Camps and Trails in China eBook

This eBook from the Gutenberg Project consists of approximately 325 pages of information about Camps and Trails in China.
tail and was a rich mahogany red grizzled with whitish above; the underparts were cream white.  As in all flying squirrels, the four legs were connected by a sheet of skin called the “patagium” which is continuous with the body.  This acts as a parachute and enables the animal to sail from tree to tree for, of course, it cannot fly like a bat.  As these huge squirrels are strictly nocturnal, they are not often seen even by the natives.  We were told by the Lutzus on the Mekong River that by building huge fires in the woods they could attract the animals and shoot them with their crossbows.

A few weeks later we purchased a live flying squirrel from a native and kept it for several days in the hope that it might become tame.  The animal was exceedingly savage and would grind its teeth angrily and spring at anyone who approached its basket.  It could not be tempted to eat or drink and, as it was a valuable specimen, we eventually chloroformed it.

Just below our camp in a pretty little valley a half dozen families of Lisos were living, and we hired the men to hunt for us.  They were good-natured fellows, as all the natives of this tribe seem to be, and worked well.  One day they brought in a fine muntjac buck which had been killed with their crossbows and poisoned darts.  The arrows were about twelve inches long, made of bamboo and “feathered” with a triangular piece of the same wood.  Those for shooting birds and squirrels were sharpened to a needle point, but the hunting darts were tipped with steel or iron.  The poison they extracted from a plant, which I never saw, and it was said that it takes effect very rapidly.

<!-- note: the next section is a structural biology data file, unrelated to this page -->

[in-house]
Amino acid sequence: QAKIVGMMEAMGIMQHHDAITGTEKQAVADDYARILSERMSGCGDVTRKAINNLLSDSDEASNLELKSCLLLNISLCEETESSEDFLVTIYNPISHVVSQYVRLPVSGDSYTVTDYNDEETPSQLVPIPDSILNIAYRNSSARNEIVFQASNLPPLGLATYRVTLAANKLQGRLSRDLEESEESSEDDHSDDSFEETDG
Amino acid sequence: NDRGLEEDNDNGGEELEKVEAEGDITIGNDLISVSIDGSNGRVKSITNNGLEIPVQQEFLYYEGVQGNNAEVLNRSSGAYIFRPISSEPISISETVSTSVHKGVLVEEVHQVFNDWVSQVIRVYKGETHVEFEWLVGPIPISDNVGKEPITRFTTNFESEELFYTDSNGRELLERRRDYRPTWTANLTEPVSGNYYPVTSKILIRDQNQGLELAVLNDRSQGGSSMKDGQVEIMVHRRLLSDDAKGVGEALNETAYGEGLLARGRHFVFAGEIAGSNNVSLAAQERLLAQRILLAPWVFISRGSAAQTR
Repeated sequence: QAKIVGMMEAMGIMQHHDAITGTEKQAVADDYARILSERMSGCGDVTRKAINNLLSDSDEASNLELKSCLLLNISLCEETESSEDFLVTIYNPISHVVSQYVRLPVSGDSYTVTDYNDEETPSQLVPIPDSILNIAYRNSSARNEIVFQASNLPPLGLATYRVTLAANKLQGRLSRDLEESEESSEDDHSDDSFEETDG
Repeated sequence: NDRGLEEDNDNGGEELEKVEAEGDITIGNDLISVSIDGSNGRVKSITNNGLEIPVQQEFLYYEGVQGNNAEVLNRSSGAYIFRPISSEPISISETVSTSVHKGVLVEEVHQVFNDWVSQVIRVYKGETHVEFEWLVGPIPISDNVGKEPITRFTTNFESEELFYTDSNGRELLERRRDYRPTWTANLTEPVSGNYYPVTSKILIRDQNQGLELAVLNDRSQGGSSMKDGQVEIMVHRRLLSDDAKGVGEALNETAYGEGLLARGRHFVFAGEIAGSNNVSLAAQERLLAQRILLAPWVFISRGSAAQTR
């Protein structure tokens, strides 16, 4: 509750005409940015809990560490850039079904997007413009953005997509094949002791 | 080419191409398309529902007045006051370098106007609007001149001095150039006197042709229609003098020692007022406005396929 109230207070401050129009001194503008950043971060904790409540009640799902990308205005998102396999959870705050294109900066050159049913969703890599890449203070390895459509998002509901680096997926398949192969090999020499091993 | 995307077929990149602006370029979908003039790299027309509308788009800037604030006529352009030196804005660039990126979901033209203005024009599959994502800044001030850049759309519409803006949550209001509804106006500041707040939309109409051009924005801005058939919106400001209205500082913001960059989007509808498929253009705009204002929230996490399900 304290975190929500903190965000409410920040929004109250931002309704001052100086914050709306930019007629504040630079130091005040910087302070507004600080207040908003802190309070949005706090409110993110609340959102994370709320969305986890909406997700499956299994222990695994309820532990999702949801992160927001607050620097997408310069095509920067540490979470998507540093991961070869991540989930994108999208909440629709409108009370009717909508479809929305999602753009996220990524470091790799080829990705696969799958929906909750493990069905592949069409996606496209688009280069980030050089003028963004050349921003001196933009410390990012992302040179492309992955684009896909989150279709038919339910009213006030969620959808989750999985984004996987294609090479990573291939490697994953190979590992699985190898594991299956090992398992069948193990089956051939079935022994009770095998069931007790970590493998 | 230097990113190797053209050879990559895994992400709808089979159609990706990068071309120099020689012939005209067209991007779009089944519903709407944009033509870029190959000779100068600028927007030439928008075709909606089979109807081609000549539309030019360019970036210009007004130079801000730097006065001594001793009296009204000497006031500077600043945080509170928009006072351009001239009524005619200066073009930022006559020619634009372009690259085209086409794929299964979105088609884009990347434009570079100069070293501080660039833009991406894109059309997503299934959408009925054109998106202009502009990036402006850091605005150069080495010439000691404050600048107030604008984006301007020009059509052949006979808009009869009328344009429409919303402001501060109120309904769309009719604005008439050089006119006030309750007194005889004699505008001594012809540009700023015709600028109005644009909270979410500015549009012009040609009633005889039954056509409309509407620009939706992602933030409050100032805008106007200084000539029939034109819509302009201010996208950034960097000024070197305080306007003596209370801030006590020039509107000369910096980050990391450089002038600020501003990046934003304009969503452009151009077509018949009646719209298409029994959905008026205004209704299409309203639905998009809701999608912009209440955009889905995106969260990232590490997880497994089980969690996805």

The muntjac which the Lisos killed had been shot in the side with a single arrow and they assured us that only the flesh immediately surrounding the wound had been spoiled for food.  These natives like the Mosos, Lolos, and others carried their darts in a quiver made from the leg skin of a black bear, and none of the men wished to sell their weapons; I finally did obtain a crossbow and quiver for six dollars (Mexican).

Two days before we left Tai-ping-pu, three of the Lisos guided my wife and me to a large cave where they said there was a colony of bats.  The cavern was an hour’s ride from camp, and proved to be in a difficult and dangerous place in the side of a cliff just above a swift mountain stream.  We strung our gill net across the entrance and then sent one of the natives inside to stir up the animals while we caught them as they flew out.  In less than half an hour we had twenty-eight big brown bats, but our fingers were cut and bleeding from the vicious bites of their needle-like teeth.  They all represented a widely distributed species which we had already obtained at Yuen-nan Fu.

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Camps and Trails in China from Project Gutenberg. Public domain.
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